The Department of Veterans Affairs pays disability for hallux valgus — one of the foot conditions that is presumptively service-connected. While a good percentage of hallux valgus is hereditary, it is also caused by wearing tight shoes, being flatfooted, or wearing heels. It is also degenerative and worsens over the years.
The condition is often not painful when it starts, but as time goes on, it can become very painful. Patients could also develop related disabilities, including gout and rheumatoid arthritis. If the Veterans Administration finds that hallux valgus (including bilateral) is service-connected, veterans could collect disability for the condition.
VA Disability Ratings for Hallux Valgus
Some servicemembers could develop hallux valgus as a result of their time in the service. Hallux valgus – bunions – is the misalignment of toes, particularly the great toe, usually caused by splayfoot. In splayfoot, the front part of the foot’s arch drops, causing the ends of your toes to stay flat on the ground in an outward position. Wearing shoes that cause a lot of pressure on the front of your foot causes the tendon to become strained, which in turn causes the big toe to rotate out of its joint.
After some time, the big toe moves towards the foot and crowds the rest of the toes. It also strains the join, causing hallux valgus or bunions. Hallux valgus can be unilateral or bilateral.
Related disabilities might include:
- Metatarsus primus varus: The medial deviation of the first metatarsal
- Bunion: Medial metatarsal head is uncovered, and patients might have medial exostosis
- Pes planus: Having flat feet – the arch in the foot is low or flat
- Rheumatoid arthritis
Service Connection for Hallux Valgus and Bunions
Veterans can receive disability for hallux valgus related to active military service. The injury does not have to be new. The United States Code allows for aggravation of an existing injury. To receive a service-connected disability award for hallux valgus, the veteran must:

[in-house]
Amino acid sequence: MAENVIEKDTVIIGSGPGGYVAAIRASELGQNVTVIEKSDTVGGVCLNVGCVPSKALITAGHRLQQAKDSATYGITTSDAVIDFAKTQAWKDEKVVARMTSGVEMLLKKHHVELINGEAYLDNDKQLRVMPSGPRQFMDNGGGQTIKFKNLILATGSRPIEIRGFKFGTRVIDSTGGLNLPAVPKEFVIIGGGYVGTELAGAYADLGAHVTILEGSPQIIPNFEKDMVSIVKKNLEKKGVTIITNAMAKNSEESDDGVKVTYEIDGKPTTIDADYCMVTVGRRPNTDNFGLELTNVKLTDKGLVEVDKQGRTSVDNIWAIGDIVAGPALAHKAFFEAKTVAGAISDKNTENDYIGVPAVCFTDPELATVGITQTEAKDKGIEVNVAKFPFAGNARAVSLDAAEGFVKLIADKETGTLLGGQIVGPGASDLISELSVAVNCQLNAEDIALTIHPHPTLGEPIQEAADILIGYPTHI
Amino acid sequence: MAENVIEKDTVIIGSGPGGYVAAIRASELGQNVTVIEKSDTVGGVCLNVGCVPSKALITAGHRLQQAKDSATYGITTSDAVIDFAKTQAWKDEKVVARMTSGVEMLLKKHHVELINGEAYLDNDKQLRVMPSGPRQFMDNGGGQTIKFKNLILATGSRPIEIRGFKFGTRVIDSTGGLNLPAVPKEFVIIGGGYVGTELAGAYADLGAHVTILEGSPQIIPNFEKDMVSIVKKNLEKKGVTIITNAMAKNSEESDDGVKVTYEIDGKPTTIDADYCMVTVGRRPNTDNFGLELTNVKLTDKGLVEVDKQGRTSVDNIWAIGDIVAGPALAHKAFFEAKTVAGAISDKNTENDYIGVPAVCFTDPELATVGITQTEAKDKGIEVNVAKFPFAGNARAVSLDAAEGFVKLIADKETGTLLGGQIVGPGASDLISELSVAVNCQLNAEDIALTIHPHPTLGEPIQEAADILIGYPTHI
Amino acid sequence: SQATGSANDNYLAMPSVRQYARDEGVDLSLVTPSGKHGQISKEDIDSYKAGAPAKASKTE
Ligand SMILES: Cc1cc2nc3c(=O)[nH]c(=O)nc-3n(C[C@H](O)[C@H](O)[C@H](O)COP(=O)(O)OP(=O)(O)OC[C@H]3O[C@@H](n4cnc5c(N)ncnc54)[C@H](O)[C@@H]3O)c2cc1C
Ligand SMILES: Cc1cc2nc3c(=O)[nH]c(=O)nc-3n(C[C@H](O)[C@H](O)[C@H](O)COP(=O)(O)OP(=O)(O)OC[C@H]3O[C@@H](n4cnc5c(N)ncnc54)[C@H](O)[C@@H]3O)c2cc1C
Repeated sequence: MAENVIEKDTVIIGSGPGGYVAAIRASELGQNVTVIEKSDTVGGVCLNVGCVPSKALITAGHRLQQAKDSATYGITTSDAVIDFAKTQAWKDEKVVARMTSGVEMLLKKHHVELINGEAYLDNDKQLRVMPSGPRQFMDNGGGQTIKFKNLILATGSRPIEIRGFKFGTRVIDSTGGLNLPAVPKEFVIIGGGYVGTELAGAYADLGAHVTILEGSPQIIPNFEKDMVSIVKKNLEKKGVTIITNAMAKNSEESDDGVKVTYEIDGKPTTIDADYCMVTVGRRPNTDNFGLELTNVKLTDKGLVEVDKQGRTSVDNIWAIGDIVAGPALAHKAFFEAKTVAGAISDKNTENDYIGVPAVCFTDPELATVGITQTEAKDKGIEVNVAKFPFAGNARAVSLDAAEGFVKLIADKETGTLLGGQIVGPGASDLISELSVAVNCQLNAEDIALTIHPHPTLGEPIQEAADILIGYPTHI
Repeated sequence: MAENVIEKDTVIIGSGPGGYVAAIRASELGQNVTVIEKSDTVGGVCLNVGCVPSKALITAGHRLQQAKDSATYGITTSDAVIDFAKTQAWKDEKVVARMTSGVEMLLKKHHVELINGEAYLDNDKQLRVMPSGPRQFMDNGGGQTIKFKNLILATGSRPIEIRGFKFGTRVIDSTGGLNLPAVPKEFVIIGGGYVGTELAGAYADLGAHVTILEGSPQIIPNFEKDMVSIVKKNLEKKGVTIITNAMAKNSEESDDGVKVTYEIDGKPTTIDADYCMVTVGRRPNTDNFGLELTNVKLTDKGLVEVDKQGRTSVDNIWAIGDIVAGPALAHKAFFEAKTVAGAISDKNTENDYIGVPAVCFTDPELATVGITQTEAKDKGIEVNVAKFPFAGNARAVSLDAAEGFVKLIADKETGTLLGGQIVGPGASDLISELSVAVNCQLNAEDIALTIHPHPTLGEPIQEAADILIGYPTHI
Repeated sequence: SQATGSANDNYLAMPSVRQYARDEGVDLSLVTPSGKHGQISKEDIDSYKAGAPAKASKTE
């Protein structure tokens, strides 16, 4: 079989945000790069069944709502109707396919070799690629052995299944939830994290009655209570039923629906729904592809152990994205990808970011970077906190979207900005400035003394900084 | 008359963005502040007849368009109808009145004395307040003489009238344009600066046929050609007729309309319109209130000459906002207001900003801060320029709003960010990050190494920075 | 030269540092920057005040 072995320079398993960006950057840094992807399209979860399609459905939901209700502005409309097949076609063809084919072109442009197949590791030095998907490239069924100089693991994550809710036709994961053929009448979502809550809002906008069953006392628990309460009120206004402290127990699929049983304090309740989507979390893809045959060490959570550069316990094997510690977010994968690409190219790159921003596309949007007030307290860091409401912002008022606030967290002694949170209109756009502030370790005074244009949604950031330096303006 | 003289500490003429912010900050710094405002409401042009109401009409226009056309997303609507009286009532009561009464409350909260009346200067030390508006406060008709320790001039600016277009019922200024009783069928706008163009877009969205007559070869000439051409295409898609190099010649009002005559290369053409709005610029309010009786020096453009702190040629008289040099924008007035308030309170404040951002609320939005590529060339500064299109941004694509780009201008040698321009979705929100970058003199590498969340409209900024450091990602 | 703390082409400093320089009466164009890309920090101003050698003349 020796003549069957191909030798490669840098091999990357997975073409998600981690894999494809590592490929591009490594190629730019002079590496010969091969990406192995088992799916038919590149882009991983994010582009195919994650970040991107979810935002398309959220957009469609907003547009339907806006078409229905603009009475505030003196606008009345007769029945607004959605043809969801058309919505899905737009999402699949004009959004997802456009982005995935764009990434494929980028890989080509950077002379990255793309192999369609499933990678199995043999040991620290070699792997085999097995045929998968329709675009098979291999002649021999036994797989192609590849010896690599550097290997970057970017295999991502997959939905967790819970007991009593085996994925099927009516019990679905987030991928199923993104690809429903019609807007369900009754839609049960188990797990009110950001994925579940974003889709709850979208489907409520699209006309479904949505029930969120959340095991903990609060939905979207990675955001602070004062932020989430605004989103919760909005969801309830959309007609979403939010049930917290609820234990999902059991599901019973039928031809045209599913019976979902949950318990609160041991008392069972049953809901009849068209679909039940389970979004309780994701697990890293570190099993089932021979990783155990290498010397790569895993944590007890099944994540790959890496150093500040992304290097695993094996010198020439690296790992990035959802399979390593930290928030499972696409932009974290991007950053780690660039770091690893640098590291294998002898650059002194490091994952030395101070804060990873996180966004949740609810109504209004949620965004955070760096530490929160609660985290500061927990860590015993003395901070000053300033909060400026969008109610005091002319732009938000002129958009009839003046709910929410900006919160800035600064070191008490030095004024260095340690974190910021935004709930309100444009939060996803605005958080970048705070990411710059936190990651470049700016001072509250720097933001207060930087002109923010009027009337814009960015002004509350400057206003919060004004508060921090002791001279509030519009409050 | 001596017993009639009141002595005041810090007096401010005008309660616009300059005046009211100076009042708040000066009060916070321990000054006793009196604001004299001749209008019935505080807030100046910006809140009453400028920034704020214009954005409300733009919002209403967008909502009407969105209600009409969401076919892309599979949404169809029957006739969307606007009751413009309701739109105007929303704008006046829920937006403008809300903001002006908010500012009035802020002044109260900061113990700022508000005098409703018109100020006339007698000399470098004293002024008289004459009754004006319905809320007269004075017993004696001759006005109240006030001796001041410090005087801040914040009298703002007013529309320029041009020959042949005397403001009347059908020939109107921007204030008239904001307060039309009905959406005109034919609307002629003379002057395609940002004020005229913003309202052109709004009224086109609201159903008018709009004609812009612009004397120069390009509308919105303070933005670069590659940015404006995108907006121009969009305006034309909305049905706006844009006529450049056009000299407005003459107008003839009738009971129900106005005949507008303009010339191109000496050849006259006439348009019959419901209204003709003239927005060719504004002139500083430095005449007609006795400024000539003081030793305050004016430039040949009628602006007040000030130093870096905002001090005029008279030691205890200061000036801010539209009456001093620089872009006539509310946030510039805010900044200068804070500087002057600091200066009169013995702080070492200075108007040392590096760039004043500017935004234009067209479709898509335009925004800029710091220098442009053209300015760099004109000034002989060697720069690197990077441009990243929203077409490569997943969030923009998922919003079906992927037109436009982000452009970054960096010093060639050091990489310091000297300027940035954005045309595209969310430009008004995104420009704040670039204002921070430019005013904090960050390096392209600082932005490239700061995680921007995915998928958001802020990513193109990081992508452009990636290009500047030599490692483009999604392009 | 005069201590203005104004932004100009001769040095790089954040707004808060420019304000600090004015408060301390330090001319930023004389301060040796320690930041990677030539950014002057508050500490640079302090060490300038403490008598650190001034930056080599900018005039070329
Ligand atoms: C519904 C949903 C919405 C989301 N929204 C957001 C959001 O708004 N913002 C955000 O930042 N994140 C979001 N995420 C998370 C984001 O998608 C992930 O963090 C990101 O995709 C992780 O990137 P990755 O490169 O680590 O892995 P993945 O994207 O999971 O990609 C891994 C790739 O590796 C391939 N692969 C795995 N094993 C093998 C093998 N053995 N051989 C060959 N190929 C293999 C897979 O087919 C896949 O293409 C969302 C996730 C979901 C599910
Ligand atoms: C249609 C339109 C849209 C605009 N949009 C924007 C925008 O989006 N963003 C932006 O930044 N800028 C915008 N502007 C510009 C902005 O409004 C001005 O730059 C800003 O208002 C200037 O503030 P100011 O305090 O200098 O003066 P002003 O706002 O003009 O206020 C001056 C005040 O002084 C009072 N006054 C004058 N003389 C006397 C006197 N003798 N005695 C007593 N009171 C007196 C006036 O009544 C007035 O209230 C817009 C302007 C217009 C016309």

- Have a current diagnosis of hallux valgus.
- Have been involved in an incident or occurrence that caused or aggravated hallux valgus.
- Have a medical nexus letter from a doctor that connects hallux valgus to the incident or occurrence that allegedly caused or exacerbated hallux valgus.
According to a study by Naohiro Shibuya, DPM, MS and several other doctors, military boots caused foot problems, including hallux valgus. Prior to 1965, military boots had thick soles and were rigid so that the soldiers would have a rigid gait. The boot was supposed to help the lower leg muscles stabilize the foot, but after years, doctors found that the boot instead caused pain after activity and training because it forced abnormal pressure on the muscles.
In 1965, the military screened prospective soldiers for foot problems prior to enlistment. It also ensured that the soldiers had boots that fit properly and educate the soldiers on foot hygiene. However, a 1976 study by Bensel found that the two types of military boots did not protect the soldier’s feet from injuries. The study also found that soldiers were more likely to suffer from stress fractures, heel contusions, retrocalcaneal bursitis. Even with yet another change in boots, the problems did not significantly decrease.
Further study showed that no military boots had the cushioning required for stressful foot activity, including running and marching. Thus, hallux valgus is one of the presumptive diseases on the list for service-connected disabilities, and the veteran is entitled to disability benefits and disability compensation.
Secondary Service Connection for Hallux Valgus
The Department of Veterans Affairs also pays a veteran for secondary service connection. Hallux valgus could lead to other injuries. The secondary issues must also be listed in the CFR for service-connected disabilities. The servicemember receives additional compensation for secondary service-connected injuries.
For example, hallux valgus could lead to gout, which is listed. Thus a servicemember who suffered hallux valgus during and after active duty and developed gout would receive the disability rating for hallux valgus plus an additional rating for gout.
Hallux valgus could also cause rheumatoid arthritis. The CFR also lists rheumatic diseases as being service-connected. Thus, a servicemember with rheumatoid arthritis in his or her feet and toes could also receive compensation for the condition.
Service Connection by Aggravation
In some cases, the military accepts a person with a minor case of hallux valgus. The servicemember might have calluses or flatfeet, but no foot pain or major deformity. During the servicemember’s time in the service, the activities cause the affliction to worsen. If the VA’s doctors find that the work the servicemember did during his or her time in the military exacerbated the problem, the veteran could receive compensation for service-connected aggravation of hallux valgus.